For drivers pulling out of the driveways, the pole is located perfectly to block the driver’s vision, requiring them to pull a little forward, and making it more likely they will pull right in front of a cyclist who is checking his left shoulder as he is about to hop back into traffic (note this picture has no-one in the parking spots – so this is optimum visibility).

Now I can sort of see what the thinking is – it is a Greenway, we need to accommodate bikes. The developer will pay for sidewalk improvements, so let’s get it done by him. Businesses need parking, so let’s protect the 3 precious spots. With all these best intentions, the result is actually significantly worse than if they had done nothing at all. By trying to build a “bike path” where it doesn’t work, and not connecting it meaningfully to anything, they have made the situation considerably less safe for pedestrians and cyclists.

I’m not sure if I am more angry about the danger created, or the money wasted doing it!

I look at this fiasco and I wonder why? How? What was everyone thinking? Surely at some point someone – the person creating the drawing, the person approving the drawing, the person laying the concrete, the person painting the white lines – looked and said: what are we doing here? Does this make any sense at all?

We can do better. We need to do better.

RCFM FUNdraiser!

Since I wrote that last piece about the ALR, I have had a lot of chats with people in various forums on the very topic.

I have also read a bit more about the issue, including this typically-idiotic piece by Tom Fletcher where he suggests the only people against the systematic disassembly of ALR protections are the evil NDP and others who aren’t “in the real British Columbia”. I guess he didn’t talk to this guy who seems to know a bit about land development around the ALR, he being a former mayor and land developer in a place with a lot of ALR land, or this collection of people who live and work in the BC food supply chain, from the farm to the restaurant plate, or even these folks, who represent 14,000 BC Farmers. I guess none of them live “in the real British Columbia”, which by Fletcher’s opinions, I have to assume is somewhere near the Premier’s back pocket.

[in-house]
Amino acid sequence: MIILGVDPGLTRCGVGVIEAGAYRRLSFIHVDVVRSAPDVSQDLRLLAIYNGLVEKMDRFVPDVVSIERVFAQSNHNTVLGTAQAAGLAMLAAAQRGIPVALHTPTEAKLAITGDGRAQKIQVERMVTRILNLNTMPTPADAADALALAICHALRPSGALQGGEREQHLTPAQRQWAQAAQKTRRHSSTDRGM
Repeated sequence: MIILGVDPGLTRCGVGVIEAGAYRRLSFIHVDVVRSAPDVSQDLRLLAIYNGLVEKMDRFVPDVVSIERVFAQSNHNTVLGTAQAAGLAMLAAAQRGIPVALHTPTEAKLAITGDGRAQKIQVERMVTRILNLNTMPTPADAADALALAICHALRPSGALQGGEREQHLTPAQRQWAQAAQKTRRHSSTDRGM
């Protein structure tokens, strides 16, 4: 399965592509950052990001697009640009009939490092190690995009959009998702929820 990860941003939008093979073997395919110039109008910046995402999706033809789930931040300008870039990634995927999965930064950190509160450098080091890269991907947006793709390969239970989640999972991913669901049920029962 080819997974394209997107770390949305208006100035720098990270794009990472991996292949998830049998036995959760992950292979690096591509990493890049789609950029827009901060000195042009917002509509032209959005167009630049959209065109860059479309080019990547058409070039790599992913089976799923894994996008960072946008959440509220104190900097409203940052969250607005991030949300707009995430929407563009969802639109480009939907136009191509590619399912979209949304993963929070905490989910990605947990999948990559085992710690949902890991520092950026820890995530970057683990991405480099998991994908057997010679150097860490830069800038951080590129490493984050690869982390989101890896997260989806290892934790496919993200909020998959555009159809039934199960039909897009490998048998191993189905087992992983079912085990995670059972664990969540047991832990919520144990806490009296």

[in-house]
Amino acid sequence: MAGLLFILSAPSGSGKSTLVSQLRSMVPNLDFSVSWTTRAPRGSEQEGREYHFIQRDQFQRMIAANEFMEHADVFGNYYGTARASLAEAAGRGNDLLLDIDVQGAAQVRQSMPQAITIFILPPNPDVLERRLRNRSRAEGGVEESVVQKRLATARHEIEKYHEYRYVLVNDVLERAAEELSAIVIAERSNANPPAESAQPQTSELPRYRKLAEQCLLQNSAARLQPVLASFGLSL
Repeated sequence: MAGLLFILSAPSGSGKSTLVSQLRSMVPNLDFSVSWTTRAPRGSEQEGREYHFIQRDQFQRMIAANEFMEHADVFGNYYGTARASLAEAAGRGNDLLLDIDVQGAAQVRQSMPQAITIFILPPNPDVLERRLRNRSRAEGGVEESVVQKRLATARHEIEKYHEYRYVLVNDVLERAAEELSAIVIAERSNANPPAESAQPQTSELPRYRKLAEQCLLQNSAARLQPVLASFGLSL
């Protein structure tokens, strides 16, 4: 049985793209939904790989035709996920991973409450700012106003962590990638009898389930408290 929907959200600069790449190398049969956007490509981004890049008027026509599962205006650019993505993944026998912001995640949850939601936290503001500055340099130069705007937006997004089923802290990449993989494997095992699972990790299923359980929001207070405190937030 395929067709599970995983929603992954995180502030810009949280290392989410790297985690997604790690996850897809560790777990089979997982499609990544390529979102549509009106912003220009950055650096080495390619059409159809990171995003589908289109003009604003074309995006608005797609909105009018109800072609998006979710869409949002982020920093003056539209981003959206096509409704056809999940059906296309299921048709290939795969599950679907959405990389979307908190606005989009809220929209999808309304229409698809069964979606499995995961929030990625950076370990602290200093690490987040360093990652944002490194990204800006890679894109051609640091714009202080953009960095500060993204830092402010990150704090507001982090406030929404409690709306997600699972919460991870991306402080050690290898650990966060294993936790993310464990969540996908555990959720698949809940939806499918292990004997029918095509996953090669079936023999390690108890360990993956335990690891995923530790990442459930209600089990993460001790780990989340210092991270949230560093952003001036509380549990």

Many people have asked me – what can they do about it? Hopefully you have already contacted your MLA, and the Minister of Agriculture. Really, it only takes a few minutes to write an e-mail, and if you wait until election time to tell your elected officials what you think, you have failed at Democracy 101.

Here is another thing you can do to improve the Food Security in New Westminster: Come to the Royal City Farmers Market fundraiser next Wednesday!

How does that help? The RCFM gives people like Urban Digs and Glen Valley Organic Farm and the Forstbauer Family a place to market their fresh-from-the-ground actually-grown-here good-for-you food. As the good people at the Southwest BC Food System Project remind us- it isn’t just about saving the farmland, it is about assuring we have the sustainable processing, distribution and marketing systems in place to bring the local food to local tables in a way that supports local jobs and the local economy. Your local Farmers Market is part of that.